Saturday, November 15, 2008

Good Vibes at Silverlake Lounge

Lots of nice folks at the Silverlake Lounge on Thursday night (November 13, 2008) in a good mix of local and Austin and San Francisco bands. You know the night's off to a good start when you step down off the bus and walk right into Rob Danson and step inside and a band called The Frontier Brothers starts up.

Hailing from Austin, Texas, they play kind of a loose brit-punk crossed with 50's rock and roll blend with a severely talented, deep-voiced lead singer in Marshall Galactic (Galactic...really?). It was impossible to resist. There were a lot of fans there, even though this was their first show in L.A. so I guess the word is out about how good they are. They reminded me of The Futureheads and Kaiser Chiefs.

It's a rollicking, piano driven, Saturday-night-at-the-bar kind of music that you don't have to hate yourself in the morning for having enjoyed. Listening to their CD the next day, I was struck at the quality of the music, and it's variety. Gotta love a song with a title like "How Do You Make Movies When You're Under the Sea". It was also the second time this week I got to see someone wailing the hell out of a piano. The way Brett Moses slams the keys reminded me of Harley Prechtel-Cortez massacring his keyboard in Red Cortez Tuesday night at the Echoplex.

Lots of stage presence and charisma from all three band members. Had a nice chat with Travis Newman, their drummer, afterwards and got to introduce myself to Marshall. Great to see how much they were appreciated locally, cause it's fun to see programs that bring in out of town talent.

Death To Anders was up next playing their normal, excellent set that showed off the range of their songwriting. A mix of material that featured Rob Danson and Nick Ceglio sharing vocal duties equally, really showed off the contrast they achieve separately and the complimentary harmony they find together. They just don't sound like anyone else, occupying a niche all their own. My brain always feels a little stretched out of shape when they're done with me. I'm always looking forward to what comes next.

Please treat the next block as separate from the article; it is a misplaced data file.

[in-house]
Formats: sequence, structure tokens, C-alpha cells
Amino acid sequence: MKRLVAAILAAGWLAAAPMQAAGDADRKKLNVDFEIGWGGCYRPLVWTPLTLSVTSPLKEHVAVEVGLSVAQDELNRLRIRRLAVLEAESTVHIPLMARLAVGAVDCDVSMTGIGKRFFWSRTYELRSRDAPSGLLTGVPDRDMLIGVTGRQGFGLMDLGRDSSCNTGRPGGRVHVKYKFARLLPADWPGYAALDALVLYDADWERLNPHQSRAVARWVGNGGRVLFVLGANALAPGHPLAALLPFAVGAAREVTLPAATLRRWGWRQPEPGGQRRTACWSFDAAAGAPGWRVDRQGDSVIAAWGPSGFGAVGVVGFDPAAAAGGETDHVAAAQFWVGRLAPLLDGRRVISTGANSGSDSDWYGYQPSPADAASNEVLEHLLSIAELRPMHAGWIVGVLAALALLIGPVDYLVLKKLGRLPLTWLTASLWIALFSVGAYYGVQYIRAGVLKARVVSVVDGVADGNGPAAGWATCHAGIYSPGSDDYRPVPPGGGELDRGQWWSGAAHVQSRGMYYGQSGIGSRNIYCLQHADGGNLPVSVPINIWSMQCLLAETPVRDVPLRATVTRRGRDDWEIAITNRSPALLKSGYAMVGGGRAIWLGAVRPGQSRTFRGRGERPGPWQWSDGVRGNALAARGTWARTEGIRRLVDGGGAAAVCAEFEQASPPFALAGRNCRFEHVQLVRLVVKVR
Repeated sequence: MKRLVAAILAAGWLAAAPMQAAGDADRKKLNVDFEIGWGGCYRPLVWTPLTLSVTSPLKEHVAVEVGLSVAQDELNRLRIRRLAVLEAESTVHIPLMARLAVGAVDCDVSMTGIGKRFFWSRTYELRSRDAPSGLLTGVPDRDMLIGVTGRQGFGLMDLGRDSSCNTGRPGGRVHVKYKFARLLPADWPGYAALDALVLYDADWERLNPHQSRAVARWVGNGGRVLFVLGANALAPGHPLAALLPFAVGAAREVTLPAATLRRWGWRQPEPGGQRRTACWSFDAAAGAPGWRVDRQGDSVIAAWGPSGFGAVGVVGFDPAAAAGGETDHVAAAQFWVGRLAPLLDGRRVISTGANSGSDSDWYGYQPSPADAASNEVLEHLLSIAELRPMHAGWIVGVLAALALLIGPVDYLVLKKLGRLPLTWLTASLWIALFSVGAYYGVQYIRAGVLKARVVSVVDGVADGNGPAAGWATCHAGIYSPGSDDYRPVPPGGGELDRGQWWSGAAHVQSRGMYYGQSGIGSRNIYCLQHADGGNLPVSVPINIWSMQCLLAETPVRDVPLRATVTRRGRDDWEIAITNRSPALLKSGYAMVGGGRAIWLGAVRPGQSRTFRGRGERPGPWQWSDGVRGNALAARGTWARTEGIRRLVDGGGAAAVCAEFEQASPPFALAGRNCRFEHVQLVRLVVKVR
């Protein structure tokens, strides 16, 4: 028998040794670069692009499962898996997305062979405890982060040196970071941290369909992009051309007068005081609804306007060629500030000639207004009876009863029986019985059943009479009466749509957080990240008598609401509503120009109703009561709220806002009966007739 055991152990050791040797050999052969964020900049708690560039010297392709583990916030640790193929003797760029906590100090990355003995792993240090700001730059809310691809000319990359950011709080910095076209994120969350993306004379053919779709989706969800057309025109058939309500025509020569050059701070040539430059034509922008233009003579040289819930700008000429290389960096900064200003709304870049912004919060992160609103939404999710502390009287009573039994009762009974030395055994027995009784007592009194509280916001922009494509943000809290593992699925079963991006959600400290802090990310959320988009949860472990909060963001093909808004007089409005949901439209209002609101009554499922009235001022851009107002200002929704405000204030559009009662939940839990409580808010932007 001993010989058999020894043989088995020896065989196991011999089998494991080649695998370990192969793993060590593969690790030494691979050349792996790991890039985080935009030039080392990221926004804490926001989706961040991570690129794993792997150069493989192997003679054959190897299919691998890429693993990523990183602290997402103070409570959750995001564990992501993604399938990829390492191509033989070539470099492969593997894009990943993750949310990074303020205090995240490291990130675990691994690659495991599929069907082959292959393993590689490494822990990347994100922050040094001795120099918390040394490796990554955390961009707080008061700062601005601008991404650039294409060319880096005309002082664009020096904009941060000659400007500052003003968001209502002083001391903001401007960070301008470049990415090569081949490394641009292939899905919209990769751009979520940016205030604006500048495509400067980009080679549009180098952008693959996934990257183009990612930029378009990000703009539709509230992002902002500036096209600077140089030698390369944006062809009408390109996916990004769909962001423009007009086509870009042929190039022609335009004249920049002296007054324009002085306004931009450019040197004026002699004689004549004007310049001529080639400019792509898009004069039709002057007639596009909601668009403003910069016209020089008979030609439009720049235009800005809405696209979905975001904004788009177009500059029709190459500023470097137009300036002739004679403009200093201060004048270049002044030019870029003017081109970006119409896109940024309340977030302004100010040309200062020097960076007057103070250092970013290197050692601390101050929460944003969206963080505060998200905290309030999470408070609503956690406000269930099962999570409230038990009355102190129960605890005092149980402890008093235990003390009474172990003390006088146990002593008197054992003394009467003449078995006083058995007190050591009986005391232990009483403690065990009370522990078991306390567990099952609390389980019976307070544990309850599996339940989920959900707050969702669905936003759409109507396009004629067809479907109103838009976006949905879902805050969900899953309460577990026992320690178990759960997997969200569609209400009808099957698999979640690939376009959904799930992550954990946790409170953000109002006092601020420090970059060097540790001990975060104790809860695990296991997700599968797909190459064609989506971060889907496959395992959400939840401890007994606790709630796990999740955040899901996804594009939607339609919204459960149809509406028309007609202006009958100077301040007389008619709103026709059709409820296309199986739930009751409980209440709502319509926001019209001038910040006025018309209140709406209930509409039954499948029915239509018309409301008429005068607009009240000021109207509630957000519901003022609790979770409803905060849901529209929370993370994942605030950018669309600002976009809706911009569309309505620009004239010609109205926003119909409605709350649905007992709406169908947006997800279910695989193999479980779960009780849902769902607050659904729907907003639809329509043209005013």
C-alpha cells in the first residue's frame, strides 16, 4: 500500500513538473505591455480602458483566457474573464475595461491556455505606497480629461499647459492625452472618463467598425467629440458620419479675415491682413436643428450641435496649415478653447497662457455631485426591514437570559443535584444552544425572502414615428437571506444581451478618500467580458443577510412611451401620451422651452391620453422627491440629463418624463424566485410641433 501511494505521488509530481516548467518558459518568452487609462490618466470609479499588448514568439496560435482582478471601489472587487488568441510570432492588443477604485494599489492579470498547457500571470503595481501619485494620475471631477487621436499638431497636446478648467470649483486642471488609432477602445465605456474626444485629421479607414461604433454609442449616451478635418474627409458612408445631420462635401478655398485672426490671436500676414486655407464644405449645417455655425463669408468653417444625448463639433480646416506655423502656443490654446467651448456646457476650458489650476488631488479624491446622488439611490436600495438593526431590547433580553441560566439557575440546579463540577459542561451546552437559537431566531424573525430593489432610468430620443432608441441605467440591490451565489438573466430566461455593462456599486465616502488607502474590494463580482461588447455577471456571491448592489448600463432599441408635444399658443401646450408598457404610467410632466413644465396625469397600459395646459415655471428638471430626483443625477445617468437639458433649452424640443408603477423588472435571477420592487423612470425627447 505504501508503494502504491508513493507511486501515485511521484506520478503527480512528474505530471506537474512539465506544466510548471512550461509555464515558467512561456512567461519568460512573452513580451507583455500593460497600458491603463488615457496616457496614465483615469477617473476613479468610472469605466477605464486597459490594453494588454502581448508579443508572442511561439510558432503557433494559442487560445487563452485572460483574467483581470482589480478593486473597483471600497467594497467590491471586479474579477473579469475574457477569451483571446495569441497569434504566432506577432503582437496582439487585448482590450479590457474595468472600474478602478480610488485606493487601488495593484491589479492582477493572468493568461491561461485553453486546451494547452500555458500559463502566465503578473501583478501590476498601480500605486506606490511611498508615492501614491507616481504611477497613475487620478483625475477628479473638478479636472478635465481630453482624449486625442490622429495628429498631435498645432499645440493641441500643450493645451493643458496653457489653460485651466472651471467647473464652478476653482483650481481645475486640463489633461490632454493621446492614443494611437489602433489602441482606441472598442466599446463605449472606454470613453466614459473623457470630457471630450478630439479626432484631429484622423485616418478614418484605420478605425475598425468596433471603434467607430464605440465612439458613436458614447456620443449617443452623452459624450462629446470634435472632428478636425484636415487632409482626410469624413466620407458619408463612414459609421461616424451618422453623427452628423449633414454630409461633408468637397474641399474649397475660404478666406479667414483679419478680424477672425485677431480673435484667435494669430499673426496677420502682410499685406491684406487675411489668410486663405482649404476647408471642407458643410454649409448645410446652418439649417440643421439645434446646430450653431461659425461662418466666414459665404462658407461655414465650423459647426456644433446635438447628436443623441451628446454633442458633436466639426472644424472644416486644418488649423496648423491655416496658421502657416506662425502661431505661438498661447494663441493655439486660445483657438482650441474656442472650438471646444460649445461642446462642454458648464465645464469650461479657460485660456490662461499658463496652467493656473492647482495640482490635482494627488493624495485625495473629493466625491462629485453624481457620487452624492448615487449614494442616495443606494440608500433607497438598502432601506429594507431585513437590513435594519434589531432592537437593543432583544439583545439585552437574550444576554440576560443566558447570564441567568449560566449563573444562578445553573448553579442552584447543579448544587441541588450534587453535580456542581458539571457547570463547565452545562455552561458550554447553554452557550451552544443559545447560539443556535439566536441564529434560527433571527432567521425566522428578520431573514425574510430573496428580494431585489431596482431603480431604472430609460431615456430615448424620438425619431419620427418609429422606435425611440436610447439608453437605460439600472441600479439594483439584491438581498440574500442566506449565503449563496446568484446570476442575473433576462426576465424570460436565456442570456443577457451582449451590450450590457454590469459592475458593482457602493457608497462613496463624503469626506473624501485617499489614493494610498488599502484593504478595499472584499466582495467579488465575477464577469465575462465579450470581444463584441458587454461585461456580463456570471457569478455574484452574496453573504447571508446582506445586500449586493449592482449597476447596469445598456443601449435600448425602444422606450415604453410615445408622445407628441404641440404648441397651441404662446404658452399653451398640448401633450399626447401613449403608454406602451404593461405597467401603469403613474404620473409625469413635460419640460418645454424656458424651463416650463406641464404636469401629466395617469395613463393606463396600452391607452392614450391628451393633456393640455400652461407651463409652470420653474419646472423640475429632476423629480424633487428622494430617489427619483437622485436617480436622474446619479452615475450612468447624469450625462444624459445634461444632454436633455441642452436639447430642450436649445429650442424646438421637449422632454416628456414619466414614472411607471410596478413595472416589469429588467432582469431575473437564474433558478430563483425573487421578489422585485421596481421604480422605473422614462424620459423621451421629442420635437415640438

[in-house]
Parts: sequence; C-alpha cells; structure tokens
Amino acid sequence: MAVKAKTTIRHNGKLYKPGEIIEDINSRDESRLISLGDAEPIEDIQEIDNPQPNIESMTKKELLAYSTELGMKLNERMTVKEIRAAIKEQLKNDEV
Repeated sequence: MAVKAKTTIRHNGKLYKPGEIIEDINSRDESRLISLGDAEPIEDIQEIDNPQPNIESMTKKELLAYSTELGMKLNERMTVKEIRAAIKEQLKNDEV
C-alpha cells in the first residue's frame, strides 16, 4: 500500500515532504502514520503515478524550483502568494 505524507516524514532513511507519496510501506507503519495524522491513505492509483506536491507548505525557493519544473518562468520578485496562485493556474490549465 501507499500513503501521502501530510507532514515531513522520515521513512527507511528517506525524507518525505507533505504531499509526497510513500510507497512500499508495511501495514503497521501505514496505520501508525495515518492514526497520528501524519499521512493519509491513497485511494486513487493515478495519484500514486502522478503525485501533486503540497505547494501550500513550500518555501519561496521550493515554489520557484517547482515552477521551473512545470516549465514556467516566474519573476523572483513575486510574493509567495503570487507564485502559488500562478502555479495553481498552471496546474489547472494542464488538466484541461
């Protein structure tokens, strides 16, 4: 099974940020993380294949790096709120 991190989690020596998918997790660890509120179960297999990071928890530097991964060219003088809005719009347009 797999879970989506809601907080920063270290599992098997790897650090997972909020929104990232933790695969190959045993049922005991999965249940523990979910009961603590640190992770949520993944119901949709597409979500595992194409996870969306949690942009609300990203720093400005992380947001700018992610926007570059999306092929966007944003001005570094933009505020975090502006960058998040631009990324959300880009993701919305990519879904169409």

Got in a nice talk with their bassist, Pete Dibiasio, who I've come to admire for his important contribution to Death To Anders' sound. This band is really made up of some fine people who've always been incredibly generous with their time with me. My thanks to them.

Before Thailand finished out the night, a band from San Francisco, Low Red Lands, performed a set of screamer-rock which sounded just like what a fan of that genre would enjoy, but it wasn't for me. All that angst can overwhelm a small place like the Silverlake Lounge.

Thailand served up a set of their great songs, again, featuring a full time drummer and a bass player. Wow, like I've said before, it only makes their music that much more impressive. Like Mouse (Classical Geek Theatre) has said, they stripped down their sound to basic elements (subtraction), but now they're employing addition with new musicians, which results in multiplication of their music into something grand.

Speaking to Marc Linquist earlier, we shared how moving election day had been, but now, what to do with political songs. Actually, when introducing their magnificent anti-war song, "Heartland Failure", Marc had expressed longing for a day when the song would become irrelevant.

Contrary to much opinion, political songs become valuable documents of a time that often need to be referred to when government oppression rears it's ugly head once again. During the early days of the Iraq war, I got comfort and strength from my old Jefferson Airplane Volunteers album. It helped in 1969 and it helped again in 2003. I never devalue political rock.

They played everyone's favorites from The Remote Controller Controls the Place EP and threw in a good deal of older, less-familiar material, which I was real happy to hear. It finished off a night of a lot of varied music in a week which has had more than it's share of remarkable shows.


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